Similar but different problems existed in the tutorials, with my tutor Pippa Ross. Throughout the semester, in the hour after hour we had in the classroom with her, she would roll off countless pieces of advice to us – about how best to organise and manage the classroom so to ensure the students learn literacy and language in the most effective and colourful and entertaining manner; these were often tiny little morsels of advice, but were golden in their effectiveness, and could thus make revolutionary changes to how well the literacy activity goes. The problem was that most of these pieces of advice, unless they were written down somewhere, will have been lost to the winds: Pippa talks about them, we all agree in how useful they’d be, but then they disappear from our memories into nothing. Anyone can remember one piece of golden advice, but no one can remember hundreds of pieces of golden advice, which is exactly what Pippa’s tutorials each contained.
There ought to be some sort of archive system in where all of these wonderful ideas, hints and tricks-of-the-trade, etc, can get recorded and listed in an easy-to-use way. That way, when we teachers-in-training actually get out there into the classrooms and start teaching literacy lessons with primary school students, we’ll have these pieces of golden advice, tricks, ideas, lessons, etc, to call upon at a moment’s notice.
No teacher can possibly remember everything about teaching, and so there needs to be some sort of system or program out there that can act as a index module, giving teacher’s easy ability to locate a trick or idea that they most desperately need for the class they are preparing for teaching.
# LST1LAS – Law and Legal Consciousness
Sue Davies’s lectures were very entertaining, were very much worth attending, and tended to be rich with information and details. The lecture should be a single two-hour session, not two one-hour sessions – efficiency and fluency of conversation and information begs this to be so.
There were obvious problems with the way that the tutorials, run by Tarryn Phillips, were operated. It meant that their value was heavily reduced.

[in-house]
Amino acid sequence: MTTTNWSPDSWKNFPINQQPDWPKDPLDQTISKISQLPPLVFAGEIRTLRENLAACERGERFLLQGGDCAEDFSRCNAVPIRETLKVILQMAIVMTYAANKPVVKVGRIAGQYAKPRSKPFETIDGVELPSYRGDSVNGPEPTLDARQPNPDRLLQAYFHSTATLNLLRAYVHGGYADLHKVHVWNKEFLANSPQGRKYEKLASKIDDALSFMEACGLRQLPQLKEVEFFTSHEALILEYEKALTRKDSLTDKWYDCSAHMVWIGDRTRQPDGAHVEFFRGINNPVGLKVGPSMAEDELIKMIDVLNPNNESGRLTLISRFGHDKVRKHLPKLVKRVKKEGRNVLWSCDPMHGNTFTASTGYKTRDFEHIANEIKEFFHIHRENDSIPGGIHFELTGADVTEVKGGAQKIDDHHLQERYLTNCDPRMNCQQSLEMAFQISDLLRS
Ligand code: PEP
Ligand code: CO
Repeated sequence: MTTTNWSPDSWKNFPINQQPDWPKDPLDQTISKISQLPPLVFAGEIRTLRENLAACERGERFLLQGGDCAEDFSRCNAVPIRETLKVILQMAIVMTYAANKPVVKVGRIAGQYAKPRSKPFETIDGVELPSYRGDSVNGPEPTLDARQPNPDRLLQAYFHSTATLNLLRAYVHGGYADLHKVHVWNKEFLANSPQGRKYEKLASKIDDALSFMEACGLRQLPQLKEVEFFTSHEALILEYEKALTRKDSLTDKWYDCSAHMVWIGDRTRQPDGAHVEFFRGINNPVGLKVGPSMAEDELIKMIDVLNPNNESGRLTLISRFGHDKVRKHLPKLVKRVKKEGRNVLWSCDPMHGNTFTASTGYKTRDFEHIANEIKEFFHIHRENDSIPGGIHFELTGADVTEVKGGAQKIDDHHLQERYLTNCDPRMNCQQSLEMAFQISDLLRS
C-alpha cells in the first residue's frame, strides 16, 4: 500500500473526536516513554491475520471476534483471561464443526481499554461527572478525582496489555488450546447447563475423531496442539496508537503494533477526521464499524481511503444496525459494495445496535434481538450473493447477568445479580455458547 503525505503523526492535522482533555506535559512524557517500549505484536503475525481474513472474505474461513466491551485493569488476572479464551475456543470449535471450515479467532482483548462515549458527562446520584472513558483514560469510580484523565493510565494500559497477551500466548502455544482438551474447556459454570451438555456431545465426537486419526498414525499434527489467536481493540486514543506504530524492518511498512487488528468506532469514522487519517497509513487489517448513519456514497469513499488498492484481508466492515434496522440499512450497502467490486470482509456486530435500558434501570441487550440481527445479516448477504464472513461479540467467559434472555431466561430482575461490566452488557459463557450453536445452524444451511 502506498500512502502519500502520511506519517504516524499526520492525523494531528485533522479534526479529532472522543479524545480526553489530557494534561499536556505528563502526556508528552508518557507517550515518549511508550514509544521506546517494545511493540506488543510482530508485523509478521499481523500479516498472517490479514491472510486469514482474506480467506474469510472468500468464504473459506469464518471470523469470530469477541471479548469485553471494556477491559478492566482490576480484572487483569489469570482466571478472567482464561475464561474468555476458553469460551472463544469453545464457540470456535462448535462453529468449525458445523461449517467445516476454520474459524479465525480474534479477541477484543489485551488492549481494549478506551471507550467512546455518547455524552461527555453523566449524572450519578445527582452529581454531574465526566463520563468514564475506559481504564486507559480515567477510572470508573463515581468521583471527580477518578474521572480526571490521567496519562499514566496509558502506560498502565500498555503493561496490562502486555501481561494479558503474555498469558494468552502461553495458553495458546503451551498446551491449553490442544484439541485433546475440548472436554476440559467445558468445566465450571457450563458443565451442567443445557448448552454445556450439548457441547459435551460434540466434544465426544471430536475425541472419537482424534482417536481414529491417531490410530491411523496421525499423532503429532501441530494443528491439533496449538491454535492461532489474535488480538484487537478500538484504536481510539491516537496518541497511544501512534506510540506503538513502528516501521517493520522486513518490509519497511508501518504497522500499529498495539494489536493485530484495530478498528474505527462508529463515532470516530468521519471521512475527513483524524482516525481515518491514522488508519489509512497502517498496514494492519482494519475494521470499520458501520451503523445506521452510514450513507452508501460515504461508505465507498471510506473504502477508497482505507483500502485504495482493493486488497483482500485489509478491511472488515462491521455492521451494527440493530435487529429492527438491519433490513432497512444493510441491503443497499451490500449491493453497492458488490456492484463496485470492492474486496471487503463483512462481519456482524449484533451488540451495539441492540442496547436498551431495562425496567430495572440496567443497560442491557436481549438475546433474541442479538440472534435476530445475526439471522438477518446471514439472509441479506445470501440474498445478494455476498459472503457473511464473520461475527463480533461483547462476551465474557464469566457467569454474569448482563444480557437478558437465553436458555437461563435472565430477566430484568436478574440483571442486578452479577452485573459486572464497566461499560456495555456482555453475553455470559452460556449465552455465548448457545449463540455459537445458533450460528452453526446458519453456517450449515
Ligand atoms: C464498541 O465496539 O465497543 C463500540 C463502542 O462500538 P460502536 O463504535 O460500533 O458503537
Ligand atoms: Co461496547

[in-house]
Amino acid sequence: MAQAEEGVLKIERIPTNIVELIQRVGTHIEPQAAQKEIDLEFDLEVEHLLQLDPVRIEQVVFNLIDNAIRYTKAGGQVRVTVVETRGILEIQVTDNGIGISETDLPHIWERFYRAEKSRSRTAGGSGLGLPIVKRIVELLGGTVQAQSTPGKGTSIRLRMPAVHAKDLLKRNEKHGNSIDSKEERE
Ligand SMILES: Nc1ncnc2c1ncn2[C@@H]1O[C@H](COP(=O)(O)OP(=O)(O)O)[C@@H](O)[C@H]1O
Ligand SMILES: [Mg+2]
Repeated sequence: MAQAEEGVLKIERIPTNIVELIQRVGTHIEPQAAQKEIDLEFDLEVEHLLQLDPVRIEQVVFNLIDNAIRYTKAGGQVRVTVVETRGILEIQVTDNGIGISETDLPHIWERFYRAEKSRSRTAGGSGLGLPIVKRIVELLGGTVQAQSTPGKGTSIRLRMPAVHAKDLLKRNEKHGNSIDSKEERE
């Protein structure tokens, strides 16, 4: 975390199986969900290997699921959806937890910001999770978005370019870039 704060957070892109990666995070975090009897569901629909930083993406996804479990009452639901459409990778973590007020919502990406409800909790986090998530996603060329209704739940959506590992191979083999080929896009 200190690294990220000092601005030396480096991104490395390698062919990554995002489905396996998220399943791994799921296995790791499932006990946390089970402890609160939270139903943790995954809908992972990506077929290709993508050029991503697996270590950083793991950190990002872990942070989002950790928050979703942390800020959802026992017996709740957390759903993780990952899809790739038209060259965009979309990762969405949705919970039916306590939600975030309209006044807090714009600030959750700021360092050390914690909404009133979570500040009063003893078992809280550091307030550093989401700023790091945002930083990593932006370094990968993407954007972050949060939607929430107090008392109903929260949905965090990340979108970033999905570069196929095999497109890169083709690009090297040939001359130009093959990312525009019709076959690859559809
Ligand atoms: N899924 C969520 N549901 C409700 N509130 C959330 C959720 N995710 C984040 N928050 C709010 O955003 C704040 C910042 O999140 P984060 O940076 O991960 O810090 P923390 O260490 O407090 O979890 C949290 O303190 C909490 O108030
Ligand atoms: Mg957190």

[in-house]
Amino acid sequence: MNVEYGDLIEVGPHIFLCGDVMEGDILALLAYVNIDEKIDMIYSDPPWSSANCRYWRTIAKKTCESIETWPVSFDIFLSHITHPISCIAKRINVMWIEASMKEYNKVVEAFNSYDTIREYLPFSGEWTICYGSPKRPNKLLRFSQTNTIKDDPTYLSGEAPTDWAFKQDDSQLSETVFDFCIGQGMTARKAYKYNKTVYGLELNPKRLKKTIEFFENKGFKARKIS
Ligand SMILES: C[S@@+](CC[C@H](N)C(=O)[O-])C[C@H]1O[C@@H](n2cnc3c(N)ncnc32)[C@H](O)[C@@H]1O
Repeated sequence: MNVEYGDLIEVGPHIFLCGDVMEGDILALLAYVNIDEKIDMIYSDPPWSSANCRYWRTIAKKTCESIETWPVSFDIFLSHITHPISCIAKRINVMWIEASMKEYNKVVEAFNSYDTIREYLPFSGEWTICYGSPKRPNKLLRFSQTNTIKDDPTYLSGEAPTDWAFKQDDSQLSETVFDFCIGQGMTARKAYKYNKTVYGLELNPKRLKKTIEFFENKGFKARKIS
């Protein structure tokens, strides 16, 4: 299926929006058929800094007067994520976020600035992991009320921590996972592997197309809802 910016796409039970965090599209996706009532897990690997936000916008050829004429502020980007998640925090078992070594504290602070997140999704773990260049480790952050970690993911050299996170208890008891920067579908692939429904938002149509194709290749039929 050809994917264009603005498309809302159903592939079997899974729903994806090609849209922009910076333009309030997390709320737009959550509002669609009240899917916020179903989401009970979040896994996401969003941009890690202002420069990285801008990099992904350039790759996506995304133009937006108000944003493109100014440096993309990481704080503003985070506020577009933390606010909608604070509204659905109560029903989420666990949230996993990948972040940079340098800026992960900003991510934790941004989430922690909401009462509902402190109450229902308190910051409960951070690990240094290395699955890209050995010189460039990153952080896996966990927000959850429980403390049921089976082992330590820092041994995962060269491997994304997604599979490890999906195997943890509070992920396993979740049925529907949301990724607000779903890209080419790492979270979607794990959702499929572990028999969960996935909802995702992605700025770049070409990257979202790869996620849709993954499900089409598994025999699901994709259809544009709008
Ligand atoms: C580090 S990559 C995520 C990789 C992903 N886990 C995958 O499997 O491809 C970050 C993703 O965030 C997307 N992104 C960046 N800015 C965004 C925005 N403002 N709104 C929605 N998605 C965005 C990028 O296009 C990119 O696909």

The classes only went for one hour, which is an extremely short time, and yet there was always so much that needed to get covered; and when I say that a lot needed to get covered, I don’t mean from a syllabus point of view, educationalists forcing the issues onto us, but instead I mean that often the topics of discussion are so broad, complex and multifaceted that it should take long periods of time for the full beast of the topic to be fleshed out into the open. Tarryn would often have a list of question that she would ask us, obviously with the intention of designating portions of time accordingly to each topic. This was positive whenever discussions didn’t pick up, when silence was more common in the classroom than debate, and so she had back-up plans available to shift the situation on to something more debateable or worthy of people’s opinions. But it was extremely negative whenever good debates were on the immediate horizon, and some real good dialogue was being had, but then the next question on the list was employed to shift class focus. There were occasions during the semester, when the topic was picking up some real spirit, when a few people had made some comments, and there was real potential for a debate to start between them, which would’ve allowed the topic to go into some richer and more quality details… but instead of allowing the debate to go on, Tarryn would interrupt, give some sort of summary of what had been discussed, and then would move on by asking the class the next question on her list.